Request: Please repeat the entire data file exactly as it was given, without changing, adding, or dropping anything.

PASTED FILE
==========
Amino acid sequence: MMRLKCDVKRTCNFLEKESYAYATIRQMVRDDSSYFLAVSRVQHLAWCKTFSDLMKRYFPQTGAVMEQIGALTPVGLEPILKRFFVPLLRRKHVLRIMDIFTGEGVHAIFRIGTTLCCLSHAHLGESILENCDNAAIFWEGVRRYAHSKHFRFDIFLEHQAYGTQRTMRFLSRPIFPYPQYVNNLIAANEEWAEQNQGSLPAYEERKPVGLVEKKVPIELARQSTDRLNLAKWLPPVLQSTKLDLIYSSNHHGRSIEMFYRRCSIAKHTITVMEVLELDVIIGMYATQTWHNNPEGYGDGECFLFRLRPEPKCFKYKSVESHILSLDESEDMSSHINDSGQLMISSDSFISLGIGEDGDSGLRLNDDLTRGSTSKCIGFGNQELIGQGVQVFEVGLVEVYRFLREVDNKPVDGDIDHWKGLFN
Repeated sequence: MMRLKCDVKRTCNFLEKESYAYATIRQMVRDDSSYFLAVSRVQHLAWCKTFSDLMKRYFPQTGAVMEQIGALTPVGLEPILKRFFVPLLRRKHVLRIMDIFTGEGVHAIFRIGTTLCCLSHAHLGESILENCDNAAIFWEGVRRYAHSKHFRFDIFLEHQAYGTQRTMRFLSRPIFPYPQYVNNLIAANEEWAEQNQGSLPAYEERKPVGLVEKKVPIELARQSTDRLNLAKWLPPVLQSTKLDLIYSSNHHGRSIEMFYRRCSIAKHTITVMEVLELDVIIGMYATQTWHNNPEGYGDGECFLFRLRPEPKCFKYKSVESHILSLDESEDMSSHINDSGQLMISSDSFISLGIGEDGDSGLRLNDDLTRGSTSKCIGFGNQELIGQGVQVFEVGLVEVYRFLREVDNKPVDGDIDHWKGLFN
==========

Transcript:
Amino acid sequence: MMRLKCDVKRTCNFLEKESYAYATIRQMVRDDSSYFLAVSRVQHLAWCKTFSDLMKRYFPQTGAVMEQIGALTPVGLEPILKRFFVPLLRRKHVLRIMDIFTGEGVHAIFRIGTTLCCLSHAHLGESILENCDNAAIFWEGVRRYAHSKHFRFDIFLEHQAYGTQRTMRFLSRPIFPYPQYVNNLIAANEEWAEQNQGSLPAYEERKPVGLVEKKVPIELARQSTDRLNLAKWLPPVLQSTKLDLIYSSNHHGRSIEMFYRRCSIAKHTITVMEVLELDVIIGMYATQTWHNNPEGYGDGECFLFRLRPEPKCFKYKSVESHILSLDESEDMSSHINDSGQLMISSDSFISLGIGEDGDSGLRLNDDLTRGSTSKCIGFGNQELIGQGVQVFEVGLVEVYRFLREVDNKPVDGDIDHWKGLFN
Repeated sequence: MMRLKCDVKRTCNFLEKESYAYATIRQMVRDDSSYFLAVSRVQHLAWCKTFSDLMKRYFPQTGAVMEQIGALTPVGLEPILKRFFVPLLRRKHVLRIMDIFTGEGVHAIFRIGTTLCCLSHAHLGESILENCDNAAIFWEGVRRYAHSKHFRFDIFLEHQAYGTQRTMRFLSRPIFPYPQYVNNLIAANEEWAEQNQGSLPAYEERKPVGLVEKKVPIELARQSTDRLNLAKWLPPVLQSTKLDLIYSSNHHGRSIEMFYRRCSIAKHTITVMEVLELDVIIGMYATQTWHNNPEGYGDGECFLFRLRPEPKCFKYKSVESHILSLDESEDMSSHINDSGQLMISSDSFISLGIGEDGDSGLRLNDDLTRGSTSKCIGFGNQELIGQGVQVFEVGLVEVYRFLREVDNKPVDGDIDHWKGLFN